Today is the 2011 National Day of Prayer

Those Nations only are blessed whose God is the Lord!
PackToday is the 2011 National Day of Prayer.
History of the National Day of Prayer

“Fasting and prayer are religious exercises; the enjoining them an act of discipline. Every religious society has a right to determine for itself the time for these exercises, and the objects proper for them, according to their own particular tenets; and right can never be safer than in their hands, where the Constitution has deposited it.” Thomas Jefferson, 1808

Prior to the founding of our nation, the Continental Congress issued a proclamation recommending a "day of publick [sic] humiliation, fasting, and prayer" be observed on July 20, 1775.

During the Quasi-War with France, President John Adams declared May 9, 1798, a "day of solemn humility, fasting and prayer."

On March 30, 1863, Abraham Lincoln issued a proclamation expressing the idea "that the awful calamity of civil war [sic] which now desolates the land, may be but a punishment inflicted upon us, for our presumptuous sins" and designated April 30, 1863 as a day of "national humiliation, fasting and prayer" in hopes that God would respond by restoring our "now divided and suffering country to its former happy condition of unity and peace. It is the duty of nations, as well as of men, to own their dependence upon the overruling power of God, to confess their sins and transgressions, in humble sorrow, yet with assured hope that genuine repentance will lead to mercy and pardon; and to recognize the sublime truth, announced in the Holy Scriptures and proven by all of history, that those nations only are blessed whose God is the Lord."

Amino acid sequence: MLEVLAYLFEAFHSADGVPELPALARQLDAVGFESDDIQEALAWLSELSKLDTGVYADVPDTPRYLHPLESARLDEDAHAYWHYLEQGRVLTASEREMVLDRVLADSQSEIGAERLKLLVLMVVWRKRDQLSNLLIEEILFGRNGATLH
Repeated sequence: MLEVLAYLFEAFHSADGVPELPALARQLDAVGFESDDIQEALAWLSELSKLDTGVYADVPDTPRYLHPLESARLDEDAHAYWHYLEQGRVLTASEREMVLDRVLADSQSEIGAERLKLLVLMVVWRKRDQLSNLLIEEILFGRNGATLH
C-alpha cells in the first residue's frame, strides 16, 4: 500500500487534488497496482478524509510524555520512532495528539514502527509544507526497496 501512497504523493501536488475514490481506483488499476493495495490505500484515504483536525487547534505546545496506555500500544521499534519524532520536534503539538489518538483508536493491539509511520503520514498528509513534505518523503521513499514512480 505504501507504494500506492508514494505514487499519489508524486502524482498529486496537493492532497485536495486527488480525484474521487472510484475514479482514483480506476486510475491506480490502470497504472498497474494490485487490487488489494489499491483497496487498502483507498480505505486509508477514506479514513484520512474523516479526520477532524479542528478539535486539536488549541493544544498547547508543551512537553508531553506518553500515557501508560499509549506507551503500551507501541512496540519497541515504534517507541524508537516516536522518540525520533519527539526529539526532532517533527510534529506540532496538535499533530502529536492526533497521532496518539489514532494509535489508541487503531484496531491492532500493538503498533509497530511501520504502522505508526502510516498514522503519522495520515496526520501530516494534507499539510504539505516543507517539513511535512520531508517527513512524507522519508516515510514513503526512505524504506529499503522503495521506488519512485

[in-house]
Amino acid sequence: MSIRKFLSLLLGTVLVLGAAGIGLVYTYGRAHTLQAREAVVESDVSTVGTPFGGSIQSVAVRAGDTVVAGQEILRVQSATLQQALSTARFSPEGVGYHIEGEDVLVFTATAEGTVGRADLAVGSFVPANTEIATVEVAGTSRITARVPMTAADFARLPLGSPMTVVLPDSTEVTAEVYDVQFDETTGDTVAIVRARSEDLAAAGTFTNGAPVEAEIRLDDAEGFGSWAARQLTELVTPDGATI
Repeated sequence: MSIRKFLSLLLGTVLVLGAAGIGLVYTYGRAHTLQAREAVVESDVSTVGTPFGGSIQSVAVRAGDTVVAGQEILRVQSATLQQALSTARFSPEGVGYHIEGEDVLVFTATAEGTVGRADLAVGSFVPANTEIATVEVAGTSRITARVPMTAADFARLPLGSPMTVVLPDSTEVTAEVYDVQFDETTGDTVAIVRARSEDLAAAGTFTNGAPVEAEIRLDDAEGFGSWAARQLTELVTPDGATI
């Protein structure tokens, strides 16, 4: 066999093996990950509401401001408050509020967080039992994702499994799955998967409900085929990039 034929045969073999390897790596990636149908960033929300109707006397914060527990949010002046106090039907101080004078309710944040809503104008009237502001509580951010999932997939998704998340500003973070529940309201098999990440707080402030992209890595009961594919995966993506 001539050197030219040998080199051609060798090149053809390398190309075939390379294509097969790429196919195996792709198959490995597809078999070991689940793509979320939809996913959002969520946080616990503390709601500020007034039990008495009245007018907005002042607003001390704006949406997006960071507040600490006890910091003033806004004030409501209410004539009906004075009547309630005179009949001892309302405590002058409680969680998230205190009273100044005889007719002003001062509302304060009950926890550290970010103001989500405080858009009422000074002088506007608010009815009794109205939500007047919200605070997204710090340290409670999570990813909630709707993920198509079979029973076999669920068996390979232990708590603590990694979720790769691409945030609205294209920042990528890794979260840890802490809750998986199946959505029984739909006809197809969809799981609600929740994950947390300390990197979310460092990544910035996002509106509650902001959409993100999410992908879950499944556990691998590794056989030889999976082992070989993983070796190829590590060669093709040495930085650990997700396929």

More recently, Billy Graham is attributed with the introduction of a national day of prayer, suggesting it in a multi-week crusade at the nation’s capitol. Members of the House and Senate introduced a joint resolution for an annual National Day of Prayer "on which the people of the United States may turn to God in prayer and meditation at church, in groups and as individuals." On April 17, 1952, President Harry S. Truman signed the bill.

In his 1983 declaration, President Ronald Reagan said, "From General Washington’s struggle at Valley Forge to the present, this Nation fervently sought and received divine guidance as it pursued the course of history. This occasion provides our Nation an opportunity to further recognize the source of our blessings, and to seek His help for the challenges we face today and in the future."

A great source of inspiration for any student of history, you will be uplifted and challenged by reading Prayers and Presidents: Inspiring Faith from Leaders of the Past.

In this book, you will find a chapter on every president, from George Washington to George W. Bush, with excerpts from Proclamations, Addresses to Congress, Executive Orders and Personal Correspondence and Memoirs.

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